Soyuz T-11 was the sixth flight to Salyut 7. The research pilot was Rakesh Shamra, the first Indian in space. To this day, he is the only Indian citizen to have flown in space: The first woman of Indian descent to fly, Kalpana Chawla, perished during the Space Shuttle Columbia disaster in 2003. Sharma later worked for Hindustan Aeronautics Limited. The commander was Yuri Malyshev and the flight engineer was Gennady Strekalov. The spacecraft's callsign was Jupiter and carried the crew into space on April 3. The crew performed forty-three experiments while in orbit pertaining to the fields of biomedicine, remote sensing, life sciences, and materials processing. One of these materials processing included the fusion of silicium. Like other Interkosmos research pilots, his Earth observation focused heavily on his home country of India. He is also reported to have practiced yoga while on Salyut in an effort to cope with the physical and psychological effects of spaceflight. The T-11 crew had a joint TV news conference first with officials in Moscow and then with Indian Prime Minister Indira Gandhi. When the Prime Minister asked how India looked from space, Sharma replied, "Sare jahan se accha." This translates to "the best in the world" and is the title of a patriotic poem written when India was under British colonial rule.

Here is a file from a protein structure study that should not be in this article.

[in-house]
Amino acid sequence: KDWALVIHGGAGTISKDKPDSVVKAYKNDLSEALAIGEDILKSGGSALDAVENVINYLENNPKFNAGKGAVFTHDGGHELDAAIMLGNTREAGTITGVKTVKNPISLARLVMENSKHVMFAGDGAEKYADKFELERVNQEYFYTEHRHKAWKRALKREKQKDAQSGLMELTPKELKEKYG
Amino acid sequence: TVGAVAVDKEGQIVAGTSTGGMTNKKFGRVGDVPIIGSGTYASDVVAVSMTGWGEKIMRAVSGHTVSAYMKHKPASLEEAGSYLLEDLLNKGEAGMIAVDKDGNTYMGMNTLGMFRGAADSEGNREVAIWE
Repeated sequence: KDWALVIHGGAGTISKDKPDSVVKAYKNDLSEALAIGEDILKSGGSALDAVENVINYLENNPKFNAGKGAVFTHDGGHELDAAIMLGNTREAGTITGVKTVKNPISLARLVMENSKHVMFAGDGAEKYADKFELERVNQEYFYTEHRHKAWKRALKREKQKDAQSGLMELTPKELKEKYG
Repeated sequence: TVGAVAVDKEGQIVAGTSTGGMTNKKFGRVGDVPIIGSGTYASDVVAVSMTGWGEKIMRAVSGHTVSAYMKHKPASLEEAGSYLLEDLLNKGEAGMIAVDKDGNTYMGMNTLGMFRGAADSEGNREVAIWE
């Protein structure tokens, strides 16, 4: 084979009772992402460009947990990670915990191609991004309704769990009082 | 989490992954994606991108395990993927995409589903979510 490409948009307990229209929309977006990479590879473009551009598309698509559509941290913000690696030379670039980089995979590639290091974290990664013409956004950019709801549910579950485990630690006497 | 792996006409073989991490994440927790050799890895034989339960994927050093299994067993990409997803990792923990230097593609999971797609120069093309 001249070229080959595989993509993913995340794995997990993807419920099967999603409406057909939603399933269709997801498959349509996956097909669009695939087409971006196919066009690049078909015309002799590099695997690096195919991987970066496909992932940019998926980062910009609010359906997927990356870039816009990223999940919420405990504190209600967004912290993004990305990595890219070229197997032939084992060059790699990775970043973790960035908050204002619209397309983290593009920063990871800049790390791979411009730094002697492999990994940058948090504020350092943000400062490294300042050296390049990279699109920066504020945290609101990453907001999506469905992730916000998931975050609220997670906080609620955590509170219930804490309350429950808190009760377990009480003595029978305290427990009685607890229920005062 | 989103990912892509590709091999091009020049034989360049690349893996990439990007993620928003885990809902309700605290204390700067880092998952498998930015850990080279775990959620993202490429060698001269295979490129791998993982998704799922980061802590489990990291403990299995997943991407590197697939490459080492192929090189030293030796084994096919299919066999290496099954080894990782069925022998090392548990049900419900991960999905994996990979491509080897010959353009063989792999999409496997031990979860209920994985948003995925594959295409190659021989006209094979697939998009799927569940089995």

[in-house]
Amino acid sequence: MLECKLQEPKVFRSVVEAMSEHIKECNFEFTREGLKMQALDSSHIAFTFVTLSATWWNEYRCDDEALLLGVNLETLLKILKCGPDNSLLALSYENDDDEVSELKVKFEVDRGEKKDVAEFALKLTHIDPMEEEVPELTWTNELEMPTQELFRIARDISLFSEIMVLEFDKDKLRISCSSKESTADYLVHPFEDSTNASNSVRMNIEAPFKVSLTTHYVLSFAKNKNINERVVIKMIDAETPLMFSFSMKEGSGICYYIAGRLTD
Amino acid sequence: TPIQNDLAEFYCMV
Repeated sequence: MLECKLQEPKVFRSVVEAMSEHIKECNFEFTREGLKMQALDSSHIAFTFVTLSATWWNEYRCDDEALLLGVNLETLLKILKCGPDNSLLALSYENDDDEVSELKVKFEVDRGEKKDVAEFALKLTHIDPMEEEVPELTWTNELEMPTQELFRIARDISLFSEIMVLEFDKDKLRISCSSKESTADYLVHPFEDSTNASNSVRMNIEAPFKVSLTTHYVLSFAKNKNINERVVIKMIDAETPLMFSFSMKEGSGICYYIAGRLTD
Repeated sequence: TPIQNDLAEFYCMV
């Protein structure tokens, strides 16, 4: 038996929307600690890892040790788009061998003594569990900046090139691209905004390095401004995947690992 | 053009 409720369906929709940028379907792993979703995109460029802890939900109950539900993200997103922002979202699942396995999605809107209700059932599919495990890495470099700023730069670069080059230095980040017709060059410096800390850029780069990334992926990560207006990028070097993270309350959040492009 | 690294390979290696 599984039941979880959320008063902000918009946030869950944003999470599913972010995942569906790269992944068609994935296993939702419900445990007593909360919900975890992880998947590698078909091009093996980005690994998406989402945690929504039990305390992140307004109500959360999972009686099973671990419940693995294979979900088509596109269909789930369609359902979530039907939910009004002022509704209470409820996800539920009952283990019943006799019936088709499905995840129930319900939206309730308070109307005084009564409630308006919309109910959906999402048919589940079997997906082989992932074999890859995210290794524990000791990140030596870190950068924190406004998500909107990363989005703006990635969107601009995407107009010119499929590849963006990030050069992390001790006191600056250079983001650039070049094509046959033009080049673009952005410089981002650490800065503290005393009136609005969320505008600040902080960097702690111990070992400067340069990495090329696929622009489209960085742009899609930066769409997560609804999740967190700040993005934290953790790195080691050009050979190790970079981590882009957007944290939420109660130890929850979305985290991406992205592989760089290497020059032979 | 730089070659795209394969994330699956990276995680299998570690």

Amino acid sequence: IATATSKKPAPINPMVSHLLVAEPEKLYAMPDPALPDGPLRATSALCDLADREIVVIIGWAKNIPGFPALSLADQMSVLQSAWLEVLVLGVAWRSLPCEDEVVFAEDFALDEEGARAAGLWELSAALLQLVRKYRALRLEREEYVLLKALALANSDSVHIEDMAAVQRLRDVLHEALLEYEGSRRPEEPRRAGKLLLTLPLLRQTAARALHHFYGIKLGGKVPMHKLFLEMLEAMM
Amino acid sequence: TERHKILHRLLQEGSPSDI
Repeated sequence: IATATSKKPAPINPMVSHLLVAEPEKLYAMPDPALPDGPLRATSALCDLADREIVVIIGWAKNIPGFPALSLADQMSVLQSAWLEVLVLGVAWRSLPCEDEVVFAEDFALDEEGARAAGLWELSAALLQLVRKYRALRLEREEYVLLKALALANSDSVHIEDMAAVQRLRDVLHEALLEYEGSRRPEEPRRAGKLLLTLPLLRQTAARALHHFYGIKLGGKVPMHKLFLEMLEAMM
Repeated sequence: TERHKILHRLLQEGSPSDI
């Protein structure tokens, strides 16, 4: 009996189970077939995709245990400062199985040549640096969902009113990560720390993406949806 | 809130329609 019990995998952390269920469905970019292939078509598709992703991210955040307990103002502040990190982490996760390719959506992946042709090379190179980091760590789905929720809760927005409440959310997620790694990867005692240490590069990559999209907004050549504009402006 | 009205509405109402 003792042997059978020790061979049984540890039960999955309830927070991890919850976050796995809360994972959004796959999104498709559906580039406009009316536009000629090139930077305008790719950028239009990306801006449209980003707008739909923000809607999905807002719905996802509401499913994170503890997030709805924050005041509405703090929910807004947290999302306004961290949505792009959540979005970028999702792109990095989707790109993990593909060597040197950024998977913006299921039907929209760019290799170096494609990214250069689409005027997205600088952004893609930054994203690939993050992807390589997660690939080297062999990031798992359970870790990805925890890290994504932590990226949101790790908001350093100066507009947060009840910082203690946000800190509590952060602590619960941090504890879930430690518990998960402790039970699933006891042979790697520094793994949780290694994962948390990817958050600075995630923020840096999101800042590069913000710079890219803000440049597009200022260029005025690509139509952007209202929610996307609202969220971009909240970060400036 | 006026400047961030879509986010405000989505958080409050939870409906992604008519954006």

Strekalov, Shamra, Malyshev


Syria — Soyuz TM-3 — July 1987